Many project managers manage their project performance by comparing planned to actual results. With this approach, you could easily be on time but overspend according to your plan.

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A better method is Earned Value Management (EVM). Simply stated, EMV compares what you’ve received or produced to what you’ve spent.

**Cost Variance**

Cost variance is one of the most popular variances that project managers use. Cost variance shows whether your actual costs are higher than budgeted (with a resulting negative number) or lower than budgeted (with a resulting positive number).

The cost variance (CV) is calculated as follows:

**CV = EV – AC**

In our **Example**

**Schedule Variance**

Schedule variance, also a popular variance, tells you whether the schedule is ahead or behind what was planned for this period in time. The schedule variance (SV) is calculated as follows:

**SV = EV – PV**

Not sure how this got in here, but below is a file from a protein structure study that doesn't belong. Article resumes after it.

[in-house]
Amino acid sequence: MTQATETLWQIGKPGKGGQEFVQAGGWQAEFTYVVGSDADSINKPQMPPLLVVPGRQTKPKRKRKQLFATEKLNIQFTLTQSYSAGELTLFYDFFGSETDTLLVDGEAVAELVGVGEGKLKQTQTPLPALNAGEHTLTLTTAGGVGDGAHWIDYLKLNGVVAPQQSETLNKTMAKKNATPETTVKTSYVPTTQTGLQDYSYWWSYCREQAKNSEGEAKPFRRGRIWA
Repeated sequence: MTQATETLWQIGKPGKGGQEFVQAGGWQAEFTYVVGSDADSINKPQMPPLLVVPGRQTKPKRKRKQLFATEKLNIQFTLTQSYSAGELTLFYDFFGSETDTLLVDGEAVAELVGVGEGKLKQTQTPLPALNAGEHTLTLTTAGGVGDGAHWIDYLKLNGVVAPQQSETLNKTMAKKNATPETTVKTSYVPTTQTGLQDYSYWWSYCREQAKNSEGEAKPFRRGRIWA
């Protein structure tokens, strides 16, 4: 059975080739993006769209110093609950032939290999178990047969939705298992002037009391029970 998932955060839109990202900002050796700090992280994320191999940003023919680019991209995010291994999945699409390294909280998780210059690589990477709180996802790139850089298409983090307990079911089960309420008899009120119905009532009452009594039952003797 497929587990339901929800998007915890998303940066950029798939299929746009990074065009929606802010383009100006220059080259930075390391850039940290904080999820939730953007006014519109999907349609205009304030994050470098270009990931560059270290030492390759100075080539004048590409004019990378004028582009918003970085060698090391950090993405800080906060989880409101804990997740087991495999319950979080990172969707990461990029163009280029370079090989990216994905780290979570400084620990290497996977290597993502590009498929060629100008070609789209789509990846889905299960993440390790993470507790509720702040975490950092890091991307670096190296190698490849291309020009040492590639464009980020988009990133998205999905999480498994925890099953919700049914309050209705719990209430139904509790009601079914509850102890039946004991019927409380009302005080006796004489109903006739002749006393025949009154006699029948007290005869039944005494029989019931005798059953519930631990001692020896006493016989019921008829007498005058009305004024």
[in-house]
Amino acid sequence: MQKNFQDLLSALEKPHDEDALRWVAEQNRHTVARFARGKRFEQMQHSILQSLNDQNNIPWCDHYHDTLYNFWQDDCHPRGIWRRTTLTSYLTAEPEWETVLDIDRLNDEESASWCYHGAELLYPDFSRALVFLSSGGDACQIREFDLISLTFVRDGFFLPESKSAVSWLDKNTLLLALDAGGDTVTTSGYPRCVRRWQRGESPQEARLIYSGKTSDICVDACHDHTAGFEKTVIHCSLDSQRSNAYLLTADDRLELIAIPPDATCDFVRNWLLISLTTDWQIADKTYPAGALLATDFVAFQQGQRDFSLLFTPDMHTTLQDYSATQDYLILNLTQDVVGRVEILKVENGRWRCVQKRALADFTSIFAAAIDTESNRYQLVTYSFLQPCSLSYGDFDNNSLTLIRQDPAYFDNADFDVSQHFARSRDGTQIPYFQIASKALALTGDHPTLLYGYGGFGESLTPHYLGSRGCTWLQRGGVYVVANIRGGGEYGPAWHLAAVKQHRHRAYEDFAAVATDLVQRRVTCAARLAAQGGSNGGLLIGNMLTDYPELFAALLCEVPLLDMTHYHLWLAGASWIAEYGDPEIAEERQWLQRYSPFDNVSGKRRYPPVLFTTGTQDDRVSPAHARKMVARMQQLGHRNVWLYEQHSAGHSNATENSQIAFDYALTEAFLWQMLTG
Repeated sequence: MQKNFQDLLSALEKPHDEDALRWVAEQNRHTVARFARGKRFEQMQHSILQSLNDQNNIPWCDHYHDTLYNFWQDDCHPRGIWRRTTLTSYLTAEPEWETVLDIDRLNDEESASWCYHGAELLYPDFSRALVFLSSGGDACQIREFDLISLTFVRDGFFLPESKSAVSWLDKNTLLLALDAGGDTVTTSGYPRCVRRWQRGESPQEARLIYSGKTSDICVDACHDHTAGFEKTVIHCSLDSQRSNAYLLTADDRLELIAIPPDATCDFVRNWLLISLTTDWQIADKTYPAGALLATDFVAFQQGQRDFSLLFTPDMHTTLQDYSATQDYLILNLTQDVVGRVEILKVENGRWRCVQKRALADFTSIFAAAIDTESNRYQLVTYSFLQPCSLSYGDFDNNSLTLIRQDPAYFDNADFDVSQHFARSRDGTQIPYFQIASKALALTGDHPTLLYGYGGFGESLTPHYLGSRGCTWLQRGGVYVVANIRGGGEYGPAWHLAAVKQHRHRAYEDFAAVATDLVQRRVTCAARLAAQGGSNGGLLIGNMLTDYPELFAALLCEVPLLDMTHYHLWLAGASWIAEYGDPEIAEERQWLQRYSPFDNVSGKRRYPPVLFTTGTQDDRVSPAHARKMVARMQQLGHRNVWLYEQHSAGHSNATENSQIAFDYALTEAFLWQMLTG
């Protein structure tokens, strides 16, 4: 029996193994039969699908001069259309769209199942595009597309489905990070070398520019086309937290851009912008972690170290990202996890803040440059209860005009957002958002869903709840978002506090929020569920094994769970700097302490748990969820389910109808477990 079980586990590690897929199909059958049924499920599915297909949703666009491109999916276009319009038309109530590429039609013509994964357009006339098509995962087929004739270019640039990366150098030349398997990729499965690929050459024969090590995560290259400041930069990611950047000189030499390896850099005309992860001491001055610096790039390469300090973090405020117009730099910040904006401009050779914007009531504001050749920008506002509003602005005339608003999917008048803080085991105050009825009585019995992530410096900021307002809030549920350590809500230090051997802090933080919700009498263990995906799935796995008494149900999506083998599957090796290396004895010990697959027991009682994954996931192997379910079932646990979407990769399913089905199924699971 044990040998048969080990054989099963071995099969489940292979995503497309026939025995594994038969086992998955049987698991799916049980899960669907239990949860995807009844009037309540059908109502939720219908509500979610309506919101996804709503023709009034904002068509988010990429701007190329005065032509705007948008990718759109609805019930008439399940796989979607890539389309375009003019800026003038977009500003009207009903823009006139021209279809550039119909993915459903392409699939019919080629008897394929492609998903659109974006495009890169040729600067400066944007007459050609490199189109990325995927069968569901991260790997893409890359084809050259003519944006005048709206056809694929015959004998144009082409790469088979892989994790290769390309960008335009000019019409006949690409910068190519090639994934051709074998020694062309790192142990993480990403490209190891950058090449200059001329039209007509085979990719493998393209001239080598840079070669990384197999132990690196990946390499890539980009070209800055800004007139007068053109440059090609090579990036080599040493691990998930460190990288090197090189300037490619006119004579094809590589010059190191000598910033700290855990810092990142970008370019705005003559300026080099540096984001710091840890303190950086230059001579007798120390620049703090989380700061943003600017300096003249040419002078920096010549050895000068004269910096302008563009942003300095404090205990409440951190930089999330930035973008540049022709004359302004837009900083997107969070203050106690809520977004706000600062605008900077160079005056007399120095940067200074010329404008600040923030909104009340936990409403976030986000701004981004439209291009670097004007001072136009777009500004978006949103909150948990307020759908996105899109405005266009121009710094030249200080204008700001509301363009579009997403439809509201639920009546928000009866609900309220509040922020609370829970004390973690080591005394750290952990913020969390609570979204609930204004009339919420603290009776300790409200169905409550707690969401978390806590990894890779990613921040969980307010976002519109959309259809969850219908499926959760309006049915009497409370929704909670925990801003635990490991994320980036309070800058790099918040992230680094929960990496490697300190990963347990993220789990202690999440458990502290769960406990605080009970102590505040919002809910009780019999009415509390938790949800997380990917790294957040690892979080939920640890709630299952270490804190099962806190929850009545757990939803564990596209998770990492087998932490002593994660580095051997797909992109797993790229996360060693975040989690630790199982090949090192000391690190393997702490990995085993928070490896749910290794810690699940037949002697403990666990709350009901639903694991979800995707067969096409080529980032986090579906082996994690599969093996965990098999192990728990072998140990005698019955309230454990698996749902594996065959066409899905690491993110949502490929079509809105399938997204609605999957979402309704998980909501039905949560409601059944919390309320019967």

Lets plug in the numbers:

SV = $375-$400 = -$25 (Behind schedule as of July 1)**Performance Indexes**

Together, the CV and SV are known as efficiency indicators for the project.

Cost and schedule performance indexes, (CPI and SPI) are primarily used to calculate performance efficiencies. They’re often used in trend analysis to predict future performance.

You’ll need to know the calculations and what the results mean.

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**Cost Performance Index (CPI)**

The cost performance index (CPI) is calculated this way:

**CPI = EV ÷ AC**

Let’s plug in the numbers:

CPI = 375 ÷ 325 =1.15Interpretation: as of July 1, we are getting $1.15 for every dollar invested on this project**Schedule Performance Index (SPI)**

The schedule performance index (SPI) is calculated this way:

SPI = EV ÷ PVLet’s plug in the numbers:

SPI = 375 ÷ 400 =0.94Interpretation: Uh-oh, not so good. You are only progressing at 94% of the rate planned